The rationalization in its small-molecule manufacturing capacity has come following a series of announced investments by Roche over the past two years of more than CHF 2 billion ($1.98 billion) in its biologics manufacturing capacity. Roche is proceeding with several expansions across sites in Penzberg (Germany), Basel (Switzerland) as well as Vacaville and Oceanside (California). The additional Vacaville capacity is expected to be operational in the first quarter of 2016. At the Oceanside site, Roche is investing approximately CHF 120 million ($125 million) into a second purification line to further increase its manufacturing flexibility. This will enable the site to process two products simultaneously. The expansion is expected to be operational by the first quarter 2016, according to the company's 2014 annual filing. At its manufacturing site in Penzberg, Germany, Roche is expanding its biologics capabilities and is investing a total of CHF 400 million ($415 million) over the next several years. This expansion project will be operational in 2018. In Basel, Switzerland, Roche has begun the construction of a production center for antibody drug conjugates (ADCs). The new ADC facility will support the manufacturing of Kadcyla, the company's ADC for the treatment of breast cancer, as well as future ADCs. This new center will cost approximately CHF 190 million ($198 million) and is planned to be operational in August 2016.
Other recent manufacturing activity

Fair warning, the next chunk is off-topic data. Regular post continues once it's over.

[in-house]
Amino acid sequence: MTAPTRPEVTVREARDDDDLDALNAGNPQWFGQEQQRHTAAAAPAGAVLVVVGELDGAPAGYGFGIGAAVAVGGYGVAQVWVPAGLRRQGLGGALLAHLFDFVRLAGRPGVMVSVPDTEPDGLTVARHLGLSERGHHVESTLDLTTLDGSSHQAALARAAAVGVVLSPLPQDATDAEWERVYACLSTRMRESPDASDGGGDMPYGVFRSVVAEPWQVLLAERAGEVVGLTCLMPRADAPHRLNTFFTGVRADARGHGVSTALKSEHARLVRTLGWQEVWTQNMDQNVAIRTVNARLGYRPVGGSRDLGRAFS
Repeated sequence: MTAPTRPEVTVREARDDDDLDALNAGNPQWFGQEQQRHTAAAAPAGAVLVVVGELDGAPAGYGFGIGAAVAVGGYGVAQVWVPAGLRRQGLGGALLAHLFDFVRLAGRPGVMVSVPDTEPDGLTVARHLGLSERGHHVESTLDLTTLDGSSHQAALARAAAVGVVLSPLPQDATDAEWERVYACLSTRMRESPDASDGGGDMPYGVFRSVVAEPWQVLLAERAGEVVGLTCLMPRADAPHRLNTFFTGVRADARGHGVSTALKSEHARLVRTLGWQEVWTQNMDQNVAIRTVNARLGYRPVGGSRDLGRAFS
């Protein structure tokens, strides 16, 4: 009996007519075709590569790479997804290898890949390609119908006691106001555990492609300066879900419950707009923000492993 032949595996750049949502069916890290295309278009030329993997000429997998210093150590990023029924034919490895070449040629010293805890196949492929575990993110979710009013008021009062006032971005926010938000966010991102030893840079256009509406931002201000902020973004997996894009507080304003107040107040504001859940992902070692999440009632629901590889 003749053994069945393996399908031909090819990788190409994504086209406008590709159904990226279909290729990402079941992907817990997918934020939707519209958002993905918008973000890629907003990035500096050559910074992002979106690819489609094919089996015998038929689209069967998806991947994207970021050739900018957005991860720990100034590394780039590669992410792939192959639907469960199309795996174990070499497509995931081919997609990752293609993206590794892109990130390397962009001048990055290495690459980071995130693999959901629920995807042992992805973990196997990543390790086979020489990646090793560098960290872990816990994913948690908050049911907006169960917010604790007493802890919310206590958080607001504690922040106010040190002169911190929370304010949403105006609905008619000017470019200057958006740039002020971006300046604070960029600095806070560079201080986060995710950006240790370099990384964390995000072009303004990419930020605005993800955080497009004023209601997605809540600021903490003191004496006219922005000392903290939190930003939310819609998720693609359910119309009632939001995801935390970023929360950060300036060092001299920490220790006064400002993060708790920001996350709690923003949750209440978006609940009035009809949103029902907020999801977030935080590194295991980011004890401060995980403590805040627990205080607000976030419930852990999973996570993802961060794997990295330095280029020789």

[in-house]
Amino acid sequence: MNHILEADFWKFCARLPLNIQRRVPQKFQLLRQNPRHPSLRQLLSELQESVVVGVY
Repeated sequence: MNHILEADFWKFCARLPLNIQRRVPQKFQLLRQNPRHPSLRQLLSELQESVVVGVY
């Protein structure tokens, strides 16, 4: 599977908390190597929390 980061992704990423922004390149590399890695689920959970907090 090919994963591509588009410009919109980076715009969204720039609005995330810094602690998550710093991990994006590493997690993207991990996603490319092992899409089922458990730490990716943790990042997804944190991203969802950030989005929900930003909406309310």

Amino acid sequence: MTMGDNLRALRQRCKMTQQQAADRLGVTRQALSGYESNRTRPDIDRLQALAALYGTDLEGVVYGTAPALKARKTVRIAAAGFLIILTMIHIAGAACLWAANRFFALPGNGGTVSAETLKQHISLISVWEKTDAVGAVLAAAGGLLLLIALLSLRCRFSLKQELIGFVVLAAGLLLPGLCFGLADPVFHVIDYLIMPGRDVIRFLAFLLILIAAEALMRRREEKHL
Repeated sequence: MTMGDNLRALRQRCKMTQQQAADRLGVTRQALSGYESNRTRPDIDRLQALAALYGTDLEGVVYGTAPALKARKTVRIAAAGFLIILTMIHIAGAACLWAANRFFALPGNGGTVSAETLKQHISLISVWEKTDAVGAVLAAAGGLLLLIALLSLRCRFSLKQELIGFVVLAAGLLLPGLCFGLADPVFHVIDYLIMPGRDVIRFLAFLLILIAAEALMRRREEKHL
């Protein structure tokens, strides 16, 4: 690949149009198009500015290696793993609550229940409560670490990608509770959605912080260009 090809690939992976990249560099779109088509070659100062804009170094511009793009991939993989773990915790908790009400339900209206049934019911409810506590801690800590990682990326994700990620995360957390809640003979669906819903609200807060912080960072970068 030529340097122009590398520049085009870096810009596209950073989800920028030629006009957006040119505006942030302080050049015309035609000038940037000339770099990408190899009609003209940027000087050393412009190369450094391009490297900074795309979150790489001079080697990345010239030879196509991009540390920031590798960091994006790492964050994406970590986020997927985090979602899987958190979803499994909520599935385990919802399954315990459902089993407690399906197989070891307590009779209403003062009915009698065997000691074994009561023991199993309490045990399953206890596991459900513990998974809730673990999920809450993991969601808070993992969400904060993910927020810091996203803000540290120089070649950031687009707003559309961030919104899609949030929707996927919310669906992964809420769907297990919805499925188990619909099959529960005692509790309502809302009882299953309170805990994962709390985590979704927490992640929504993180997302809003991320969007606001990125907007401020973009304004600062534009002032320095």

Roche is not alone in moving forward with plans to strengthen its biologics manufacturing network. A major announcement, made in November 2014, comes from Bristol-Myers Squibb, which announced plans to construct a new biologics manufacturing facility in Cruiserath, County Dublin, Ireland, which will produce multiple therapies for the company’s biologics portfolio. The 30,000-square meter project will house six 15,000-liter bioreactors and a purification area as well as office and laboratory space. The plant will be built on the grounds of the company’s existing bulk pharmaceutical manufacturing plant. Bristol-Myers Squibb’s board of directors has approved initial funding that will support the first phase of the project. The full cost of the facility, expected to be finalized in the second half of 2015, is anticipated to be comparable to the approximately $900-million investment to construct and operationalize the company’s biologics manufacturing facility in Devens, Massachusetts, which represented the company's largest single capital investment at the time. Approximately 350 to 400 scientists, engineers, bioprocess operators, quality specialists, and other skilled professionals are expected to work at the Irish facility when construction is completed, and the construction program is expected to create about 1,000 jobs. The completion of the facility, including commissioning and validation, is anticipated to take approximately four years and is estimated to be operational in 2019.